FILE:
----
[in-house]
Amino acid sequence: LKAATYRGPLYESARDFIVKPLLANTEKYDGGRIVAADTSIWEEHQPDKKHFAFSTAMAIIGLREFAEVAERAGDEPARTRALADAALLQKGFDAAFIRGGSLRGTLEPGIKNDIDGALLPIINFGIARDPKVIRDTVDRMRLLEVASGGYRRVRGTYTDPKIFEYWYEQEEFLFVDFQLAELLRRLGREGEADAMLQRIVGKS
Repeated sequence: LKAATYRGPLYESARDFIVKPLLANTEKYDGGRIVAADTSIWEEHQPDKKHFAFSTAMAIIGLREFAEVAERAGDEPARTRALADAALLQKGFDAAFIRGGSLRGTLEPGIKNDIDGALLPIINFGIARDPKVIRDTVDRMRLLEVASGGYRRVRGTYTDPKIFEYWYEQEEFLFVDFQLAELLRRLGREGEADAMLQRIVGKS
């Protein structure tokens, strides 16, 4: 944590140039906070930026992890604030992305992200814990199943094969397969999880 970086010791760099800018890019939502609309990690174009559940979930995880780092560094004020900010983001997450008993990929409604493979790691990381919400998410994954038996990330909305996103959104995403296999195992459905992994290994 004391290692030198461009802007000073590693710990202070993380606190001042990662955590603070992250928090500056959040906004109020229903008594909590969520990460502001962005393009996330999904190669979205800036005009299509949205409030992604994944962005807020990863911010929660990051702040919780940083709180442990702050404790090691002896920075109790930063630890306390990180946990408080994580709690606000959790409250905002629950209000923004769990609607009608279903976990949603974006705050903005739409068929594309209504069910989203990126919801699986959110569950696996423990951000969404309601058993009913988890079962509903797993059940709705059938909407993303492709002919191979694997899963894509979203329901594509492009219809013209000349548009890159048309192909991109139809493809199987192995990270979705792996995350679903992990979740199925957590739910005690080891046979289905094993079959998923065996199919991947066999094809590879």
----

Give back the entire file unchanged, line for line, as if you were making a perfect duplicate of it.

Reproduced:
[in-house]
Amino acid sequence: LKAATYRGPLYESARDFIVKPLLANTEKYDGGRIVAADTSIWEEHQPDKKHFAFSTAMAIIGLREFAEVAERAGDEPARTRALADAALLQKGFDAAFIRGGSLRGTLEPGIKNDIDGALLPIINFGIARDPKVIRDTVDRMRLLEVASGGYRRVRGTYTDPKIFEYWYEQEEFLFVDFQLAELLRRLGREGEADAMLQRIVGKS
Repeated sequence: LKAATYRGPLYESARDFIVKPLLANTEKYDGGRIVAADTSIWEEHQPDKKHFAFSTAMAIIGLREFAEVAERAGDEPARTRALADAALLQKGFDAAFIRGGSLRGTLEPGIKNDIDGALLPIINFGIARDPKVIRDTVDRMRLLEVASGGYRRVRGTYTDPKIFEYWYEQEEFLFVDFQLAELLRRLGREGEADAMLQRIVGKS
């Protein structure tokens, strides 16, 4: 944590140039906070930026992890604030992305992200814990199943094969397969999880 970086010791760099800018890019939502609309990690174009559940979930995880780092560094004020900010983001997450008993990929409604493979790691990381919400998410994954038996990330909305996103959104995403296999195992459905992994290994 004391290692030198461009802007000073590693710990202070993380606190001042990662955590603070992250928090500056959040906004109020229903008594909590969520990460502001962005393009996330999904190669979205800036005009299509949205409030992604994944962005807020990863911010929660990051702040919780940083709180442990702050404790090691002896920075109790930063630890306390990180946990408080994580709690606000959790409250905002629950209000923004769990609607009608279903976990949603974006705050903005739409068929594309209504069910989203990126919801699986959110569950696996423990951000969404309601058993009913988890079962509903797993059940709705059938909407993303492709002919191979694997899963894509979203329901594509492009219809013209000349548009890159048309192909991109139809493809199987192995990270979705792996995350679903992990979740199925957590739910005690080891046979289905094993079959998923065996199919991947066999094809590879």